Cells were transfected on two different occasions (SpCas9 only and SpCas9 + gRNA 1.1 on four occasions) and genomic DNA from two independent biological samples on each transfection day were pooled for sequencing. Substitutions are given as percentages (that is normalized to total read counts) or non-normalized values (that is, the number of reads with substitutions). Analysis was performed on non-segregated .fastq files in Tmc1Bth/WT cells and in Tmc1WT/WT cells (top) and segregated.fastq files in Tmc1Bth/WT cells (bottom). Experimental conditions are the same as in Fig. 1b. Substitutions were not frequent (0.1–0.5% of reads) and there was no difference between untreated and treated samples in the percentage or number of reads with single nucleotide substitutions.
Extended Data Fig. 4 Background sequencing error versus indel formation with SaCas9-KKH (mean ± s.d.).
Background sequencing error rate (GFP only) and comparison indel events in SaCas9-KKH + gRNA 4.1/gRNA 4.2 and gRNA 4.3 transfected Tmc1WT/WT fibroblasts are plotted. The difference is not significant (two-tailed t-test, P = 0.3).
a, Representative sensory transduction currents recorded at P14–P16 from IHCs and OHCs of WT mice injected with AAV–SaCas9-KKH–gRNA-4.2 at P1–P2. b, Mean ± s.e.m. maximal transduction current amplitudes for P14–P16 IHCs (left, n = 8) and OHCs (right, n = 6) from WT mice injected with AAV–SaCas9-KKH–gRNA-4.2 at P1–P2. c, Families of ABR waveforms recorded at 8 weeks from an uninjected Tmc1WT/WT mouse (left) and a Tmc1WT/WT mouse injected with AAV–SaCas9-KKH–gRNA-4.2 at P1 (right). Traces in bold indicate threshold. Scale bar applies to all traces. d, Mean ± s.d. ABR thresholds plotted as a function of stimulus frequency for six Tmc1WT/WT mice (black, n = 6) and three Tmc1WT/WT mice injected with AAV–SaCas9-KKH–gRNA-4.2 (gray) at 24 weeks of age (P = 0.9). e, Mean ± s.d. ABR thresholds plotted as a function of stimulus frequency for six Tmc1WT/WT mice (black), nine Tmc1Bth/WT and five Tmc1Bth/WT mice injected with AAV–SaCas9-KKH–gRNA-4.2 (green) at 24 weeks of age. 8 kHz thresholds for injected, 38 ± 11 dB (n = 9) and uninjected, 64 ± 19 dB (n = 8) were significantly different (P = 0.004, unpaired two-tailed t-test). ABR thresholds at higher frequencies (22 kHz) for injected (84 ± 15 dB, n = 9) and uninjected Tmc1Bth/WT mice (103 ± 5 dB, n = 8; P = 0.004, unpaired two-tailed t-test). f, Representative confocal images of 100-µm cochlear sections harvested at 24 weeks from the 8, 16 and 32 kHz regions from three uninjected Tmc1WT/WT mice (top) and three Tmc1WT/WT mice injected with AAV–SaCas9-KKH–gRNA-4.2 (bottom). The tissue was stained for MYO7A (red) and actin (green). g, Mean ± s.d., number of surviving IHCs (left) and OHCs (right) per 100-µm section (n = 3).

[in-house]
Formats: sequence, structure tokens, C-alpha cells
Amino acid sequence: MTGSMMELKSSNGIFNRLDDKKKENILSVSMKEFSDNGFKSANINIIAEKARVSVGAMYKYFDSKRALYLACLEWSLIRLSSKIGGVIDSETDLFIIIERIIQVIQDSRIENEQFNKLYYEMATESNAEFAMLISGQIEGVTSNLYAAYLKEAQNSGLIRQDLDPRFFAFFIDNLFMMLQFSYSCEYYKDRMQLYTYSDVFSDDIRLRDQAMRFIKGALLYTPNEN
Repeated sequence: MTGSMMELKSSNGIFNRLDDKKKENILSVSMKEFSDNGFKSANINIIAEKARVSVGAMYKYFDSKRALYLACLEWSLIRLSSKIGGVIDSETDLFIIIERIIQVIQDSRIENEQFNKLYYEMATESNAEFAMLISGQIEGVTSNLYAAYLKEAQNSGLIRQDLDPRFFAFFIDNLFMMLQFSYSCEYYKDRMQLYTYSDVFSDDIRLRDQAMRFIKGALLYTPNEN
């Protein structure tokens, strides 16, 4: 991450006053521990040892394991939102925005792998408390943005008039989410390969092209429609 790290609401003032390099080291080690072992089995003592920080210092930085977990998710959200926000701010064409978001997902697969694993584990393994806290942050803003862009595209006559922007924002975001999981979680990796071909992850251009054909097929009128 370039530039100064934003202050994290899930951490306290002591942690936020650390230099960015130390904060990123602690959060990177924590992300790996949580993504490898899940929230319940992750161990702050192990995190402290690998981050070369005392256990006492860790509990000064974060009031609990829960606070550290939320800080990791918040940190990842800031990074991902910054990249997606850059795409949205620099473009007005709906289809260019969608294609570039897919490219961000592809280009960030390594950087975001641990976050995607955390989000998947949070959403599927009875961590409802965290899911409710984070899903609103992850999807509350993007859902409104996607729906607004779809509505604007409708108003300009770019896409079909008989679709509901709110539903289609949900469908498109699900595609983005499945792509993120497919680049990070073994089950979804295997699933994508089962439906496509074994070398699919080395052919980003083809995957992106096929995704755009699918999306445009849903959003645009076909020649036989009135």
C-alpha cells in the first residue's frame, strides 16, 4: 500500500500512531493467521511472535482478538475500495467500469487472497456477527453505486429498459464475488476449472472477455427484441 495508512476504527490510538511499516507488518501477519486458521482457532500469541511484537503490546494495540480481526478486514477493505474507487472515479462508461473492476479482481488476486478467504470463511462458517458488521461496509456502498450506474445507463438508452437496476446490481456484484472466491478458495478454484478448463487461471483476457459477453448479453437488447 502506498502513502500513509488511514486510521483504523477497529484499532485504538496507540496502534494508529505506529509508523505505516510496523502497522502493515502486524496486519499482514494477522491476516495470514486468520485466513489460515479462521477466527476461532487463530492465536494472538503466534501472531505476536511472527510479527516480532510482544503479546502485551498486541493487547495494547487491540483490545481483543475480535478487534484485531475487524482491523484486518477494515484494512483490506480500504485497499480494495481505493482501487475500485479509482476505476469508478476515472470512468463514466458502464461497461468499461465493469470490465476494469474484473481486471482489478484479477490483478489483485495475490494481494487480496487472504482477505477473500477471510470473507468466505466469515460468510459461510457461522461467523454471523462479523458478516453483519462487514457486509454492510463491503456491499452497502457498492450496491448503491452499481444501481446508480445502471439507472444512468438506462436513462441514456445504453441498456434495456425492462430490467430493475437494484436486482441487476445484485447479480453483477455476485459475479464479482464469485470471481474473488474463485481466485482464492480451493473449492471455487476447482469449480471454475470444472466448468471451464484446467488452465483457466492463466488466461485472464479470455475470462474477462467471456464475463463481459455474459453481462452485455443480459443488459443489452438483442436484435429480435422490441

Extended Data Fig. 6 ABR amplitude, latencies and correlation of thresholds with surviving hair cells.
a,b, Peak 1 amplitudes (a) and peak 1 latencies (b) measured from 8 kHz ABR waveforms at the 8 week time point, from examples shown in Fig. 5a,c, for all Tmc1Bth/WT mice injected with AAV–SaCas9-KKH–gRNA-4.2 (green traces), and an example of an uninjected Tmc1Bth/WT (red trace). c, Mean ABR thresholds measured at 24 weeks, evoked by 8 and 16 kHz tone bursts (from Extended Data Fig. 5e) plotted as function of the mean percentage of surviving IHCs and OHCs from the 8 and 16 kHz regions (from Fig. 3h). The data were fit with a linear equation that had a slope of –2.1 dB per percentage point and a correlation coefficient of –0.82 (red line, Pearson’s r).
Extended Data Fig. 7 qPCR specific for ITR region in transfected plasmid (AAV–CMV–SaCas9-KKH–U6–gRNA) normalized to albumin gene in TMC1DFNA36 and TMC1WT HAP-1 cells.
Bars show mean ± s.d. Data points are from three independent biological replicates.
Extended Data Fig. 8 Number of indels based on targeted deep-sequencing data from TMC1DFNA36 and TMC1WT cells treated with different Cas9 + gRNA combinations (from Fig. 4c).
Note that data points show non-normalized read counts. Bars show mean ± s.d. Data points are from three independent biological replicates.
a, PCR and sequencing of the Tmc1 gene. b, Global indel analysis by CRISPResso. Reads were not segregated. c, Strategy to segregate Tmc1Bth reads and Tmc1WT reads. The region for splitting partly overlaps with indels and thus some reads cannot be assigned as mutant or WT. d, Allele-specific indel analysis by CRISPResso.
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György, B., Nist-Lund, C., Pan, B. et al. Allele-specific gene editing prevents deafness in a model of dominant progressive hearing loss. Nat Med 25, 1123–1130 (2019). https://doi.org/10.1038/s41591-019-0500-9